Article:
Fuel stops in the private world are really different from stops in the airline world and it’s worth experiencing them to decide whether or not fuel stops are important to you.”
Can you detail Volato’s new, no-monthly management fee fractional ownership program? Is Volato targeting more occasional flyers with the expansion?
“What will happen now is customers will have the option of choosing between a pricing program that does involve a monthly fee and one that does not. That changes how much it costs when they use the plane and it’s just a different approach.
Generally speaking, people who are more consistent flyers, who are regularly using the service, would probably do better with the monthly fee and people who are more occasional flyers would probably do better without it.
I think there are a number of people who are occasional flyers who can afford private aviation. They’re interested in private aviation, but it bothers them to pay for something when they’re not using it.
This is a program that is more geared for that. It doesn’t restrict them, they can still use it as much or as little as they want, but I think it feels different when you don’t fly and get a bill. So in this case, when you don’t fly you get a check, which feels a lot better I think.”
If fractional owners with Volato opt for the program with the monthly fee, how can revenues earned by their plane when they are not flying help cover those costs?
“If the revenue share exceeds the monthly management fee, then it offsets that. But it may not. Of course, if somebody came up with a new program where there was no monthly management fee and you did not fly then of course we would pay you that month. That’s exactly what we did.”
How does Volato stack up in terms of affordability and efficiency in comparison to premium airline cabins for offerings on two-hour flights?
“I think there is always this desire to somehow compare a first-class airline seat with private jets. It’s a tough comparison because they are very different in pricing. One thing you should think about is, what a seat costs versus having a four-seat plane. You could say okay, well what’s four first-class seats? How does that compare? It’s still not even. It’s still more expensive.
One way to think about is, how much more expensive is a first-class seat on an airliner versus a coach seat? It’s a substantial step up and if you were to think about a similar step up from first class and you were able to move some people, now it’s starting to make more sense. But I also think that still doesn’t really fully think about the value.
One of the things that I think people forget is if you have a coach ticket, economy plus, whatever the name is for the in-between or even the first class. These are different levels of service on the plane. But in order to get on the plane you go through the same security line, you go through the same gate, you have to wait the same amount of time for boarding. Everything is the same. The only difference between a premium airline seat and an economy one is on the plane itself.
There is a lot of time and stress that comes from going through the normal airport system. From parking to security, you don’t necessarily know how the security line is going to go. These days, even if you have a premium service where you get access to a lounge, now there are lounge lines too. There is just a lot of time that goes into it.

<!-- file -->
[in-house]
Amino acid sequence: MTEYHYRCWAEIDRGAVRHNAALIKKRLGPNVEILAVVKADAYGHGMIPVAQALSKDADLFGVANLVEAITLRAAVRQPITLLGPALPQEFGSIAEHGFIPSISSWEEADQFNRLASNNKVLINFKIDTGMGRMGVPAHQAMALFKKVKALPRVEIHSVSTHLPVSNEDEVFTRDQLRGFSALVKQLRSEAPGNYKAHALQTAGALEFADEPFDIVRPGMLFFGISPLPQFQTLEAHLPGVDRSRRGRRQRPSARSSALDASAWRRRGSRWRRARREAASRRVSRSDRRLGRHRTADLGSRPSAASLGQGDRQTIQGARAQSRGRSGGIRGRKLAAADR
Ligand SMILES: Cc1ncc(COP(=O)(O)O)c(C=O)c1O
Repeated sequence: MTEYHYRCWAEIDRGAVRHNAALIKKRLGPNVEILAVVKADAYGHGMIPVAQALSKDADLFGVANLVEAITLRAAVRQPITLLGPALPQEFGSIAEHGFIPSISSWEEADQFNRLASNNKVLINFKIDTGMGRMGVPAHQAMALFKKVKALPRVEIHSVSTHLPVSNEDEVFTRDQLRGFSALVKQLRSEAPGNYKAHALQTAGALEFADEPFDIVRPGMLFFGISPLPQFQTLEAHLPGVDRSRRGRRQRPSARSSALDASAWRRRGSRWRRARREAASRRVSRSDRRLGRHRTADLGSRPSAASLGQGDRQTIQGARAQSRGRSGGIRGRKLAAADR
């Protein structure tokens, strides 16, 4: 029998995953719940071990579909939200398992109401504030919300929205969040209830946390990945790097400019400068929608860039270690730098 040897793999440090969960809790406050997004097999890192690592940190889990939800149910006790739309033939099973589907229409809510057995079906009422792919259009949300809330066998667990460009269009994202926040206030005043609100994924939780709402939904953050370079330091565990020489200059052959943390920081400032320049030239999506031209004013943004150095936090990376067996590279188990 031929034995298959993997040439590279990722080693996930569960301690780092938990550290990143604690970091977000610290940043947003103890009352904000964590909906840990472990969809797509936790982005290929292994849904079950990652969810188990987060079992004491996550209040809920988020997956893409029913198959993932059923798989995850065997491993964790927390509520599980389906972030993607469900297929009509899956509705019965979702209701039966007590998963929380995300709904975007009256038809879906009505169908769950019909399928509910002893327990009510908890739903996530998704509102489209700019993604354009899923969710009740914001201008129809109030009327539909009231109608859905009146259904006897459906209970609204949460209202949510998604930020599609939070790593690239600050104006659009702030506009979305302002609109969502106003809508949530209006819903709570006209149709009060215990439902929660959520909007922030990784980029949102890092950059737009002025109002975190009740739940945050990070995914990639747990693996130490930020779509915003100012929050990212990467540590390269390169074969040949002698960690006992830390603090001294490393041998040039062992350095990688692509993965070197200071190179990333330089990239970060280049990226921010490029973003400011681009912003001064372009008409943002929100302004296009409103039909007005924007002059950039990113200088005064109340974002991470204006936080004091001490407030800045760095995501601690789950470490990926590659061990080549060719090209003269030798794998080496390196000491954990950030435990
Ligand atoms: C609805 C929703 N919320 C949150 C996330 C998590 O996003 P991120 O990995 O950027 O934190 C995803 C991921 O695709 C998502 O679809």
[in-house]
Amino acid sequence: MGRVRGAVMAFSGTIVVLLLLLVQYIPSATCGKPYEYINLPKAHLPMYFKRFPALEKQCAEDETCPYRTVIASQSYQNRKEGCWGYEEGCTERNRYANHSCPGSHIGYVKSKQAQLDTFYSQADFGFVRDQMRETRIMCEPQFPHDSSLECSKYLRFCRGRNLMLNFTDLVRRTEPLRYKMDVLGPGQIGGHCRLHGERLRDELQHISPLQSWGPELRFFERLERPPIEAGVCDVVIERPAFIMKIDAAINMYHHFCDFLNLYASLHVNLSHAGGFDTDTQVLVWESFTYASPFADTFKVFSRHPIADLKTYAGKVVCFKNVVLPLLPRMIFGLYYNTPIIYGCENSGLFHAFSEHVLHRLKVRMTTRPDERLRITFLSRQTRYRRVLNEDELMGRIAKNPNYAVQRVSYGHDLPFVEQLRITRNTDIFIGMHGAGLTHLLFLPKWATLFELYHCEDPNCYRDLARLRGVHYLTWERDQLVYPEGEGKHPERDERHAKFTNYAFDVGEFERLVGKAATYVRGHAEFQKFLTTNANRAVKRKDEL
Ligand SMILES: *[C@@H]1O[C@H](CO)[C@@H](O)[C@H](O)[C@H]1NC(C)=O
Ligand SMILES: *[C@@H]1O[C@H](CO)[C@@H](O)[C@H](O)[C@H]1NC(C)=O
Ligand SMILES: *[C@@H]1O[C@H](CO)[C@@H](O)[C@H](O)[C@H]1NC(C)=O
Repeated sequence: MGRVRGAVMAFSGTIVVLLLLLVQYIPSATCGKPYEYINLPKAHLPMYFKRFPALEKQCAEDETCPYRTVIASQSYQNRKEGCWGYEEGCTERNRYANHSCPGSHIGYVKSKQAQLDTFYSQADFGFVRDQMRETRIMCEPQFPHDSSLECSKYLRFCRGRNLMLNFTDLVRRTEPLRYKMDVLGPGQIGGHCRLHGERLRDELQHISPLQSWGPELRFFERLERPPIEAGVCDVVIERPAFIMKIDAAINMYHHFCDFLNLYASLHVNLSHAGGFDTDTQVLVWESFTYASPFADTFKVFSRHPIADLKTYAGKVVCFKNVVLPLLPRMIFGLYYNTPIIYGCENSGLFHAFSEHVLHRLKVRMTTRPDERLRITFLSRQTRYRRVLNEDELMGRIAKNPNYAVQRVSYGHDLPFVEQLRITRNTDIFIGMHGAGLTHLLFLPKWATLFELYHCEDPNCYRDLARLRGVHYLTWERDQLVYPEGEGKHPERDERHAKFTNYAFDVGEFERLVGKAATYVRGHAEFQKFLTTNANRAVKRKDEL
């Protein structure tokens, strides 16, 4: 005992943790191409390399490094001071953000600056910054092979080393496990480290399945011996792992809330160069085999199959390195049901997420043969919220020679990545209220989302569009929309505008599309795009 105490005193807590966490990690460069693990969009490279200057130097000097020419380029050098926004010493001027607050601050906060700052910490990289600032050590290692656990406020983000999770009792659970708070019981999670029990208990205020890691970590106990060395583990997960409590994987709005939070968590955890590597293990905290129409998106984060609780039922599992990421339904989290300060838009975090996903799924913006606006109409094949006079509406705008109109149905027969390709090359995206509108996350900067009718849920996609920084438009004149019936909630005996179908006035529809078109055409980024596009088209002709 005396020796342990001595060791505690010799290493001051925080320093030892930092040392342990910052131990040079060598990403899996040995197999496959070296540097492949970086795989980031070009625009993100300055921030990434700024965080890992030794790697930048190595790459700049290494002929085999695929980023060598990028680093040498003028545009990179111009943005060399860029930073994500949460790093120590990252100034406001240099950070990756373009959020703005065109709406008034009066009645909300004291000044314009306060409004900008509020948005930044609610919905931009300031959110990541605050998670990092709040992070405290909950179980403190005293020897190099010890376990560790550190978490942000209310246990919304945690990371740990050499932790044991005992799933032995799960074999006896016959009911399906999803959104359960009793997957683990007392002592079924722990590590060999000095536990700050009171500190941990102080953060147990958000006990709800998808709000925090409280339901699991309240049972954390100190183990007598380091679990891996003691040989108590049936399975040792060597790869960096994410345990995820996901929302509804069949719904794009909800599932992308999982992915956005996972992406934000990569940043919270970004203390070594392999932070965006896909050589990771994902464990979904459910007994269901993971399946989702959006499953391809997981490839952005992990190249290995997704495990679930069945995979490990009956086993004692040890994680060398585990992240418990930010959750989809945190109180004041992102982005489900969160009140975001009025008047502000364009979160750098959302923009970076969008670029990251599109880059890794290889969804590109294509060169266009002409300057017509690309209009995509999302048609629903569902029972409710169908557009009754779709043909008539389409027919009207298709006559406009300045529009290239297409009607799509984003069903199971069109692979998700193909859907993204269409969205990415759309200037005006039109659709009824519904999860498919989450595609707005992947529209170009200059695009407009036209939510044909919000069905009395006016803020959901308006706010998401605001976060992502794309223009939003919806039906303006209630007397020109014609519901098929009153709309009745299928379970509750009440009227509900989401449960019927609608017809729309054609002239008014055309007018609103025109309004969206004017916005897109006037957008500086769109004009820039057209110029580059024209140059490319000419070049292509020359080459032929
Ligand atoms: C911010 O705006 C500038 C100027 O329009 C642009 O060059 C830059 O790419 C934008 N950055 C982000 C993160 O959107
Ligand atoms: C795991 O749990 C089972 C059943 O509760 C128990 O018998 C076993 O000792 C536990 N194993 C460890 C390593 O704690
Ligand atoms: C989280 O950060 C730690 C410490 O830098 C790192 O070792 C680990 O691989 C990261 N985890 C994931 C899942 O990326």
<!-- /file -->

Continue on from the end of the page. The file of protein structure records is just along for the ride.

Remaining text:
I’ll give you a perfect example, I’m in the Jacksonville area and I travel to Atlanta a lot. So for me to drive from my house to the Jacksonville airport is about an hour’s drive and then it’s about an hour’s flight to Atlanta but I’m going to need to get to the airport an hour early to deal with all those extra things.
So, what you’re thinking about there is an hour drive, an hour wait, an hour flight, that’s three hours to get to Atlanta. If I fly private, it’s the local, private airport which is about a 30-minute drive for me and it’s still about an hour flight there so I’ve saved literally about half the time.”
Going forward, do you think Volato’s no-monthly management fee fractional ownership program will represent a shift that attracts more premium commercial flyers to the private aviation industry?
“I do think that there is a group of people who can afford private aviation but still choose not to do it for a variety of reasons and I would like to think this is an opportunity to take away at least one reason not to do it.
So in that sense, maybe it expands the market and at the end of the day, what we are trying to do is offer these program choices to accommodate people and provide the best value for them.
If it does provide greater value than our other program, then we’ve done a great job.”
What do you foresee for the future of Volato and the fractional ownership industry as a whole?
“Our future is more planes, more customers, we’re rapidly expanding and I think that the private jet industry offers a really important utility, that saving of time.
Or, it might not even be time, it might be the ability to get somewhere that is not well-served by commercial aviation. That’s a very common issue as well. You’ve probably seen that airlines have reduced service to certain places and that really changes the difference in terms of value and time in comparison to private aviation. So, I think that’s really important.
I also think the trends for commercial airlines have been heading towards lower and lower cost, more affordability, more seats in the plane, and fewer services, and if that’s what the market wants, that’s what the market should get.
However, I think that as fewer premium options are available and as the service gets more affordable and has less luxury to it, I think there is for people that can afford it and want that extra level of luxury, I think private aviation becomes more appealing.”
Excellent, thank you, Mr. Liotta, for sharing your time and insights with Airways.
Featured image: Volato HondaJet on display. Photo: Volato